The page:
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29 African Migrants Tragically Lost at Sea Off Tunisia


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At least 29 migrants from sub-Saharan Africa died when their boat sank off the coast of Tunisia while trying to cross the Mediterranean Sea to Italy, sources said Sunday, in the latest migrant boat disaster off Tunisia.

In the past four days, five migrant boats have sunk off the southern city of Sfax, leaving 67 missing and nine dead, after a significant increase in boats heading towards Italy.

Roumdan Benomar, an official with the Forum for Social and Economic Rights, told Reuters that the Tunisian coast guard rescued five people from a boat off the coast of Mahdia after a voyage that set off from the shores of Sfax.

Tunisian authorities could not be reached for comment.

The coast guard said it had stopped some 80 boats bound for Italy in the past four days and detained more than 3,000 migrants, most of them from sub-Saharan African countries.

The coast near Sfax has become a major departure point for people fleeing poverty and conflict in Africa and the Middle East with the hope of a better life in Europe.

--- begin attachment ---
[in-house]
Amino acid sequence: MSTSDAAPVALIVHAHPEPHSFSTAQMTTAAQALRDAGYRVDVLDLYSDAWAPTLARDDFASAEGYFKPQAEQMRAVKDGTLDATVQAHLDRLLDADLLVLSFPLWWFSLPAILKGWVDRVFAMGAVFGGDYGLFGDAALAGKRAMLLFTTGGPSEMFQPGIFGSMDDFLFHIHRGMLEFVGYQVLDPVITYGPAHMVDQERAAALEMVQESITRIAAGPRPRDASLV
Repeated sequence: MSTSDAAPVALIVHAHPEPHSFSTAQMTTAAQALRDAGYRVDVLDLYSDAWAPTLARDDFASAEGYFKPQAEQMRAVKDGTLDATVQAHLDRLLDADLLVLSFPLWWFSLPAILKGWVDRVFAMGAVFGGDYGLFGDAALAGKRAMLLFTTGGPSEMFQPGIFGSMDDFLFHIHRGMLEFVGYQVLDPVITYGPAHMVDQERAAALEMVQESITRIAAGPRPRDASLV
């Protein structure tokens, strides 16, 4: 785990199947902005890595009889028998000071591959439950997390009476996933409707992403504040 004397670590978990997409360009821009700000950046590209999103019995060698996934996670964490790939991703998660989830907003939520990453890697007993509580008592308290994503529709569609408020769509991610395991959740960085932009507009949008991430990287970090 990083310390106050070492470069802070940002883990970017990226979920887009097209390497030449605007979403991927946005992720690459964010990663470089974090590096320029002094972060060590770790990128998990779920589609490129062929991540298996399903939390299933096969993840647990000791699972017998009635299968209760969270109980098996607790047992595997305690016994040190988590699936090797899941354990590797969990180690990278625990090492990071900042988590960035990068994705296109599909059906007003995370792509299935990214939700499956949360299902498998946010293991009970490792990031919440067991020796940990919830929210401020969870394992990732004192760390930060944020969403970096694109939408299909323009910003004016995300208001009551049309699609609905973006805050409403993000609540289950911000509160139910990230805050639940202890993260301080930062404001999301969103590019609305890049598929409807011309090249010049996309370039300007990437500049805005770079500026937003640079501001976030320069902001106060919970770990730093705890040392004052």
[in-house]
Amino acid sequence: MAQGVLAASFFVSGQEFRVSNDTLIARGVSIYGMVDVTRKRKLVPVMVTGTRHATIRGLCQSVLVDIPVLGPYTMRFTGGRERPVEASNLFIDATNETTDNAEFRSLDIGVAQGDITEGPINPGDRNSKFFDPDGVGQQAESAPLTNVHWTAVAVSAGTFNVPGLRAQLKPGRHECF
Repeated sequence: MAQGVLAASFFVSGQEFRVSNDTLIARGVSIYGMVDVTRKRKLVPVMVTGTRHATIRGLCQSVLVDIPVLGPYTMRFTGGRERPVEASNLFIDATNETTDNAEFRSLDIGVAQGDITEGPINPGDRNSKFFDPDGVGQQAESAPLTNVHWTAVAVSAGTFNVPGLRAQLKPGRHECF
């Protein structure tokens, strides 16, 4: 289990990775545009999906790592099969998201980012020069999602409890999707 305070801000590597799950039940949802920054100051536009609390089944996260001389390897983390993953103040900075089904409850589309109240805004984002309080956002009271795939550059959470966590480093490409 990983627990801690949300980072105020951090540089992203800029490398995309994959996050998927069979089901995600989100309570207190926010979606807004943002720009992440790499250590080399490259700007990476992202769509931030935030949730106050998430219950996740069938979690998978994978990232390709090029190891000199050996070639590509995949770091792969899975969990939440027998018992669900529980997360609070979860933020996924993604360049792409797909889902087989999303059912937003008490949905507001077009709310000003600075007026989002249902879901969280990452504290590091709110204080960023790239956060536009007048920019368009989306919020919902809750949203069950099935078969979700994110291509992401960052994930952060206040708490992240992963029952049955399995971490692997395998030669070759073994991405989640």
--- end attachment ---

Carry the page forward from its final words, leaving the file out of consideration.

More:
The latest disaster comes in the midst of a campaign of arrests by the Tunisian authorities of undocumented sub-Saharan Africans.

According to UN data, at least 12,000 migrants arriving in Italy this year have set sail from Tunisia, compared to 1,300 in the same period in 2022. Previously, Libya was the main departure point for migrants.

According to FTDES statistics, the Tunisian Coast Guard prevented more than 14,000 migrants from setting off on boats during the first three months of this year, compared to 2,900 during the same period last year.

On Thursday, the Italian Coast Guard said it had rescued some 750 migrants in two operations off the southern Italian coast.

Italy’s Prime Minister, Giorgia Meloni, said on Friday that Europe risks seeing a huge wave of migrants reach its shores from North Africa if financial stability is not guaranteed in Tunisia. Meloni called on the International Monetary Fund and some countries to help Tunisia quickly to avoid its collapse.

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